Is utilizing the dollar for funding purposes a harmless risk-free trade? Anything but. A weak dollar impacts all dollar-denominated assets and dollar-denominated transactions.

For those entering into these transactions, a sharp reversal in the dollar or in the assets being purchased can lead to tremendous losses. For now, though, traders, hedge funds, and speculators the world over are selling dollars to put this dollar carry trade on . . . in size!

What do our ‘wizards in Washington’ have to say about the plummeting dollar? You can hear a pin drop.


Bernanke Promises to Keep ‘Punch Bowl’ Filled

Posted by Larry Doyle on July 21st, 2009 1:59 PM |

Everybody back in the pool!!! Turn that music up and let’s rock!!

Why so ebullient and energized to ‘party?’  Well, our host, Ben Bernanke, has promised to keep the ‘punch bowl’ filled. As the Wall Street Journal highlights in writing Bernanke Sheds Light on Exit Strategy:

Mr. Bernanke reiterated that despite recent improvements in the economy and financial markets, the federal-funds rate will likely remain near zero for an extended period of time.

That statement by the ‘grand and wonderful wizard’ Ben Bernanke is the equivalent of turning up the volume to some music by the J. Geils Band. How are the partygoers reacting? Filling up their cups, that being, buying bonds like there is no tomorrow.

On the day, the Treasury market has rallied by 10 to 15 basis points (recall lower rates means higher bond prices) as all the partygoers (market participants) reenter into a variety of ‘positive carry’ trades.  In layman’s terms, positive carry trades very simply are a vehicle to use cheap dollars (i.e Fed Funds borrowed between 0 and .25) to purchase higher yielding assets. Another commonly used term for this form of investing is utilizing increased ‘leverage.’ Yes, we have previously partied with increased leverage. That did not end well…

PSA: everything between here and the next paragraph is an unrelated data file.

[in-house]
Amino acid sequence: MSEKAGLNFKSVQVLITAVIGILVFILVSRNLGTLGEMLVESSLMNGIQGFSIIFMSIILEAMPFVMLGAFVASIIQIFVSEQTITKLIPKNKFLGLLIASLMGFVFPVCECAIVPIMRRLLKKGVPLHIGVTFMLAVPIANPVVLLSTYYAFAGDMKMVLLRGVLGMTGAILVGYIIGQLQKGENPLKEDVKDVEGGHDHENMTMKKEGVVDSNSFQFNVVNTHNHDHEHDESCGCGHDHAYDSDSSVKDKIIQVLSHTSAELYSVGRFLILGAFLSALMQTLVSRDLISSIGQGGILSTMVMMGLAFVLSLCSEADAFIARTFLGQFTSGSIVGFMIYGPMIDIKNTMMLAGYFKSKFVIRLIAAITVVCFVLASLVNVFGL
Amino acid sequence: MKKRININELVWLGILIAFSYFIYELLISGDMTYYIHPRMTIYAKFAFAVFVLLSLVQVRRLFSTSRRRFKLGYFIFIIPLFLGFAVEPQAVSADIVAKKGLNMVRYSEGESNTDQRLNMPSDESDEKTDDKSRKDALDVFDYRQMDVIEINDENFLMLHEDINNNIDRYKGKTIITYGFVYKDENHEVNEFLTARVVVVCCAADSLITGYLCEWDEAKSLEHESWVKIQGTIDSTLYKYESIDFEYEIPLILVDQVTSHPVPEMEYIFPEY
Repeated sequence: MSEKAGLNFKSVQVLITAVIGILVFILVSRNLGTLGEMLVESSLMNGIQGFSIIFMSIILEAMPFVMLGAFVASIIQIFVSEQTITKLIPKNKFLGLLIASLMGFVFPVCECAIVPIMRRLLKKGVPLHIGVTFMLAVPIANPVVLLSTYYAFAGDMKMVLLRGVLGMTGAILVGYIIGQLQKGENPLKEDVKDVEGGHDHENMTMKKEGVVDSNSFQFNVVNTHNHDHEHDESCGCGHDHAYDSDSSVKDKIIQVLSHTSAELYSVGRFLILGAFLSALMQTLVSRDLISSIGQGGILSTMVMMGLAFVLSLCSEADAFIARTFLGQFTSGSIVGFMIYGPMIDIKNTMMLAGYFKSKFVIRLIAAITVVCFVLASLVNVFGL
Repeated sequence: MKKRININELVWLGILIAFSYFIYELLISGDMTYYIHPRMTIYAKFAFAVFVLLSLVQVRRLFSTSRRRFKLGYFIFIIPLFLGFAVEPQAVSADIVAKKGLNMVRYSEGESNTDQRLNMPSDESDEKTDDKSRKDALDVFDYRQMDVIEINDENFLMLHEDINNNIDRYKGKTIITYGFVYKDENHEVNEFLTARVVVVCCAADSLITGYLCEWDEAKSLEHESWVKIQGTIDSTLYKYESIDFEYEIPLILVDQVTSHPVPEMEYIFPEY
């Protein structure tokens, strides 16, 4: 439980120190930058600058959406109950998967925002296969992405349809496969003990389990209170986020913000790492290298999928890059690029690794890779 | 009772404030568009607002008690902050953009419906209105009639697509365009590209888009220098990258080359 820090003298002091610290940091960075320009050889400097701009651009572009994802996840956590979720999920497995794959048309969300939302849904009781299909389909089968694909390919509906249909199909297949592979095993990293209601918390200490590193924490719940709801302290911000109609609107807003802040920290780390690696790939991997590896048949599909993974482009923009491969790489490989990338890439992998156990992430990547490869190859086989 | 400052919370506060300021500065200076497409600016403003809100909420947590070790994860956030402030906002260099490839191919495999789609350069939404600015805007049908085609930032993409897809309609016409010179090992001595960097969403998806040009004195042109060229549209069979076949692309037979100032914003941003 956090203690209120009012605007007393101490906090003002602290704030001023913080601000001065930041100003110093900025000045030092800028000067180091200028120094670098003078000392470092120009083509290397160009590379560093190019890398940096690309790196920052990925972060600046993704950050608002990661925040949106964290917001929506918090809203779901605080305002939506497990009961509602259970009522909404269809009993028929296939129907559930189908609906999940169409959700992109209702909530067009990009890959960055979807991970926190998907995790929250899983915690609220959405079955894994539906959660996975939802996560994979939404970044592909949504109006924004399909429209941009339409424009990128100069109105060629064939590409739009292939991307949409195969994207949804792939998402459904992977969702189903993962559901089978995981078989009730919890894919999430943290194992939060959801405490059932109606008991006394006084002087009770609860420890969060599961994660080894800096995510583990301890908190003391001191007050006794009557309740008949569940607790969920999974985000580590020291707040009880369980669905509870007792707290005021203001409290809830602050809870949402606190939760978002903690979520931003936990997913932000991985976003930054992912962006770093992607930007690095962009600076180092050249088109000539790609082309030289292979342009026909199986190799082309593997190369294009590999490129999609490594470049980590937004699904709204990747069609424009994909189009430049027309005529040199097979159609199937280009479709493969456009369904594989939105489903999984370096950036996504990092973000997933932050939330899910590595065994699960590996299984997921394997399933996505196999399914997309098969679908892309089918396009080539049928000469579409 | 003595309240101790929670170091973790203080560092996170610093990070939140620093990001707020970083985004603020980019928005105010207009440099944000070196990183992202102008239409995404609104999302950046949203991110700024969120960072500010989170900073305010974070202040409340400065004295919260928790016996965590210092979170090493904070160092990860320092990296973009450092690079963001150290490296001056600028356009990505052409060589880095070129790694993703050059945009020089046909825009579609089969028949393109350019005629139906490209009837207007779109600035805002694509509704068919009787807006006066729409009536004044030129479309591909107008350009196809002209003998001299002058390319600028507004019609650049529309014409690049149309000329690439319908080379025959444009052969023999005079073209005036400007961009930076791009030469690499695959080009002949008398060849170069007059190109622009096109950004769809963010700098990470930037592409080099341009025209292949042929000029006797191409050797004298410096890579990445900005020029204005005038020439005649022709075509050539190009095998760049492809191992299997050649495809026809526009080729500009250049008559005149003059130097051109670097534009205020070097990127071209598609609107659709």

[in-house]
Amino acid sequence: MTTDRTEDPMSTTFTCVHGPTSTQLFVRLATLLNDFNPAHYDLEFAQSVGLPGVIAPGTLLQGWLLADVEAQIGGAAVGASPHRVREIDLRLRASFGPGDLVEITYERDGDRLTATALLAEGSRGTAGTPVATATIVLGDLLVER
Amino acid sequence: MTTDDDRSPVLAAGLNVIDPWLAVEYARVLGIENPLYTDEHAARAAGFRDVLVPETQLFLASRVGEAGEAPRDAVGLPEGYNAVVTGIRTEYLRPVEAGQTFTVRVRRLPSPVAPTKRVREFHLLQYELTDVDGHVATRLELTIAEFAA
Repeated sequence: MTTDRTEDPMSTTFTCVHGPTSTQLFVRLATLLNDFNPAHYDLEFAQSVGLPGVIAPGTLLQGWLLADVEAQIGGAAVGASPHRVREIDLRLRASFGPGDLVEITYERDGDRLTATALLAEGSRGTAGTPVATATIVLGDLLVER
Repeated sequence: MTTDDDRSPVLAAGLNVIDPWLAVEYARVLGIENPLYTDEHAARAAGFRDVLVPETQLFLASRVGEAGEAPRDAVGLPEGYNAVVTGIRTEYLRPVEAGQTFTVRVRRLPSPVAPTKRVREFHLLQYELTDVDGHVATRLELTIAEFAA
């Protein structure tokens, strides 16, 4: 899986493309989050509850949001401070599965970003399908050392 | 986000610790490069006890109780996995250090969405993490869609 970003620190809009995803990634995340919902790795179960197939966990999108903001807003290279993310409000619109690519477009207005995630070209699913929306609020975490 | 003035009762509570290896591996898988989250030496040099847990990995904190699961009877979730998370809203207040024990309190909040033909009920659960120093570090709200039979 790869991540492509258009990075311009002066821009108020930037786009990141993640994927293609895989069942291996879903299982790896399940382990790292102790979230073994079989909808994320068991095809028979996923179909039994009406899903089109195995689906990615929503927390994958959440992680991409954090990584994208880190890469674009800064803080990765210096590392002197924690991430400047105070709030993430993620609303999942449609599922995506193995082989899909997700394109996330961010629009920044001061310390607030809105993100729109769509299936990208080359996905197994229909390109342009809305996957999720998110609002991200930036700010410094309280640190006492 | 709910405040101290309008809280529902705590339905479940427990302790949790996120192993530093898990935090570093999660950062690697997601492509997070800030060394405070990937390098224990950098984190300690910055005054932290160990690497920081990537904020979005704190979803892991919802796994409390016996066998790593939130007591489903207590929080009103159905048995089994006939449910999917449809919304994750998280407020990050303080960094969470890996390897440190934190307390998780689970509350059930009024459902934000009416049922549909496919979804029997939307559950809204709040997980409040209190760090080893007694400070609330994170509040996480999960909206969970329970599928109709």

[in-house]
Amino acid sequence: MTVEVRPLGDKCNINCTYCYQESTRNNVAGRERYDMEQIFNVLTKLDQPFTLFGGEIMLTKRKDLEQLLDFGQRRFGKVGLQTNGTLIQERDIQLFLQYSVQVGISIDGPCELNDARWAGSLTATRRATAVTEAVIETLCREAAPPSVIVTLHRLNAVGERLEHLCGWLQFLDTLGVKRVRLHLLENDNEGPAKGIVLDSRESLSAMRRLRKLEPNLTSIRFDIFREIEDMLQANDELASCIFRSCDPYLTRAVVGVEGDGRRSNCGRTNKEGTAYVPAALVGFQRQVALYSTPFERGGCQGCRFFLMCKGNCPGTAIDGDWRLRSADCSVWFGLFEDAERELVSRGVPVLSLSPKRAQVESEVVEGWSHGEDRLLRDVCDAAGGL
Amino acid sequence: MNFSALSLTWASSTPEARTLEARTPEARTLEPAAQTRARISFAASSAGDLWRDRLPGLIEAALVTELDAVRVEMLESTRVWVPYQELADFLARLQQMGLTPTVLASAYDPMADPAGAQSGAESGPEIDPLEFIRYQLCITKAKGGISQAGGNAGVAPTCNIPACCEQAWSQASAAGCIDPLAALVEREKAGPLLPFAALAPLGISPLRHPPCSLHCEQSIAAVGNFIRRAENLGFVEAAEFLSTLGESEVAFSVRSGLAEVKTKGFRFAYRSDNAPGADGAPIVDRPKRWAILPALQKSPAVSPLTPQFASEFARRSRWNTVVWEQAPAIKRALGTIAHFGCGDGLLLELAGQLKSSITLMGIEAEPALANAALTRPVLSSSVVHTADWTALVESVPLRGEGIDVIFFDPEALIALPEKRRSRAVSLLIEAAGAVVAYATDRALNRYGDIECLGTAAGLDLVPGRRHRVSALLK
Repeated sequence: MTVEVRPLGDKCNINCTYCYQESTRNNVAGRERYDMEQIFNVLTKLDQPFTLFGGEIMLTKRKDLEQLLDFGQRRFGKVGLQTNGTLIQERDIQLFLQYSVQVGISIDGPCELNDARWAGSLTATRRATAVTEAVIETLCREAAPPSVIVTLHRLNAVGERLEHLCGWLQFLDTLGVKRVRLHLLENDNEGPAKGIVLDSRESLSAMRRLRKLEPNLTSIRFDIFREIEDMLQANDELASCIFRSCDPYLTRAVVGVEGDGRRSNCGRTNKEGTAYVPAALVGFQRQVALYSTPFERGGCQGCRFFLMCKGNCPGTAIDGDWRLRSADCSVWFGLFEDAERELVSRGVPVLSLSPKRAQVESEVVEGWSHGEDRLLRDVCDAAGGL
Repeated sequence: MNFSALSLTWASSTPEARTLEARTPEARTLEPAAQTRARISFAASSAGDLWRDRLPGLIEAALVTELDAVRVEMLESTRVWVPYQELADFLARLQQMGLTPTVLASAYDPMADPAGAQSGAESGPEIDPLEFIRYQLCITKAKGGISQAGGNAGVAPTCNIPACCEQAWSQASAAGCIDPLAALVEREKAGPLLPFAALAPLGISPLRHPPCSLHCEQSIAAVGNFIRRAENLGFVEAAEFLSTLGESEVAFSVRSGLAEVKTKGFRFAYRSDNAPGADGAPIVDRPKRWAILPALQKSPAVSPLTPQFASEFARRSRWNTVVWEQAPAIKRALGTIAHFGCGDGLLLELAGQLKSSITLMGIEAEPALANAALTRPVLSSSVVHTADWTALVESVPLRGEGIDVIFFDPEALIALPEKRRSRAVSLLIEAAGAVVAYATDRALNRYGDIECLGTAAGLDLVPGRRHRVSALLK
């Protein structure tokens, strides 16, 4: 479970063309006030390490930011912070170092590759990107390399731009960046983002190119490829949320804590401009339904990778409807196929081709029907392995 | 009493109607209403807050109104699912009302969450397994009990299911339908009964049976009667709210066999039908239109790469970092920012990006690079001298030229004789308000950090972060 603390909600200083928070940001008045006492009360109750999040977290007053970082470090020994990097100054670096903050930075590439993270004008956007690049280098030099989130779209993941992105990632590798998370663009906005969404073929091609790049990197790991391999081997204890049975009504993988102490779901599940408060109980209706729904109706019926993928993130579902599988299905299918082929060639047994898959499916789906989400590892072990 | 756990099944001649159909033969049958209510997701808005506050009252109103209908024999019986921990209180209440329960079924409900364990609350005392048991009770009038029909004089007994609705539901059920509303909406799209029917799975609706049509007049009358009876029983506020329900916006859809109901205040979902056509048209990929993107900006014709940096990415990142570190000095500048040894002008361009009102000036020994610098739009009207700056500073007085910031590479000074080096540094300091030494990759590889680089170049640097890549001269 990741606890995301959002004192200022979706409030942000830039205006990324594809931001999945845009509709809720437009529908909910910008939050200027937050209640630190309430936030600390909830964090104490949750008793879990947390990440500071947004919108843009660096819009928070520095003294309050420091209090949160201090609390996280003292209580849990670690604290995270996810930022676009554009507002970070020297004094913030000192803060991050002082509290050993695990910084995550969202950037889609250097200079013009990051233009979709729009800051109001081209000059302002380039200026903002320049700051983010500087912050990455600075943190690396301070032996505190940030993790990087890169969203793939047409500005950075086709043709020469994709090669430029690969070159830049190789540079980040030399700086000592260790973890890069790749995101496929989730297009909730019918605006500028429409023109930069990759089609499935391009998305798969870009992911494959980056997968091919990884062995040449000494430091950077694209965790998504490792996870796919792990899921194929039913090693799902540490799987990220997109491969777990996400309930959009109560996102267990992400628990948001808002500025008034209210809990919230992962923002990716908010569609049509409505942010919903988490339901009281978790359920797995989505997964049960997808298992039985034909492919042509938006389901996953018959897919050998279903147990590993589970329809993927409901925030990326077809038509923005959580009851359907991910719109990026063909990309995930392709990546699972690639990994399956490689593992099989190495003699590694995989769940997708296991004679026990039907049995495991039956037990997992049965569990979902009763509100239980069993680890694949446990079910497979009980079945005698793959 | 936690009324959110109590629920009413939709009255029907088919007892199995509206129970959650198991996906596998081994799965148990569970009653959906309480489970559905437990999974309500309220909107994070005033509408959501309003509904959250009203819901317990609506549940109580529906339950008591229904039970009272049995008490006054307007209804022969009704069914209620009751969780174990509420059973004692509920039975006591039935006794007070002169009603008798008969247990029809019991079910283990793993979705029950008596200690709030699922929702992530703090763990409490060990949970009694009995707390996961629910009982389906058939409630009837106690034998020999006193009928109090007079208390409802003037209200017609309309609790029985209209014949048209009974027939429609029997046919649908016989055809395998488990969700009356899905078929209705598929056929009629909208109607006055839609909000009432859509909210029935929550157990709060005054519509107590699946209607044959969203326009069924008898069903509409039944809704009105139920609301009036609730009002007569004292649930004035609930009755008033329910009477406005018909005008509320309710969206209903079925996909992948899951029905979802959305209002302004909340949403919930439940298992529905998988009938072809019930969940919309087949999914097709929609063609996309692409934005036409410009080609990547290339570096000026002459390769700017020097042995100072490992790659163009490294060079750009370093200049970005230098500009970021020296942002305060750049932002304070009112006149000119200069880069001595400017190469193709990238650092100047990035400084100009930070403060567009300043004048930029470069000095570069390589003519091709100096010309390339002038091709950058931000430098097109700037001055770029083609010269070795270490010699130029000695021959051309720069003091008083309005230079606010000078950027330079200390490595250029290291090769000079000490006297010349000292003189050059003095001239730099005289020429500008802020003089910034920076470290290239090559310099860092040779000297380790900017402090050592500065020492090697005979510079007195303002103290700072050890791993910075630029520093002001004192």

Why would traders or others utilize this approach in the midst of such economic uncertainty? Very simply, when the host tells you that the ‘punch bowl’ is going to remain filled for an extended period, he is compelling you to get involved. In fact, he is effectively forcing you into the pool. How so? The returns on the safest, shortest, and most liquid assets (T-bills, CDs, money markets) will also be kept low for an extended period.

As an investor, the Fed chair is literally forcing you to take greater risks in your investments. Those funds will be utilized by financial institutions to generate increased earnings and thus write off the loans on their books which are defaulting at an ever increasing rate.

What are the risks of keeping the ‘punch bowl’ filled too long?

> inflation, as too much “liquid”ity enters the system

> asset bubbles, as too many cheap dollars chase returns

> mispricing of risk, as market participants focus on the technical rally rather than fundamental analysis

The challenge for Bernanke is knowing when and how to pull that punch bowl away.

The last wizard, Alan Greenspan, badly miscalculated in his assessment which led to our current economic turmoil.

While it is nice to see positive returns in 401K statements and other monthly investment statements, be mindful of another tried and true piece of Wall Street wisdom . . . ‘the road to hell is paved with positive carry.’

In the meantime, as long as we understand the parameters of this situation, let’s enjoy Ain’t Nothing Like a House Party by the J. Geils Band!!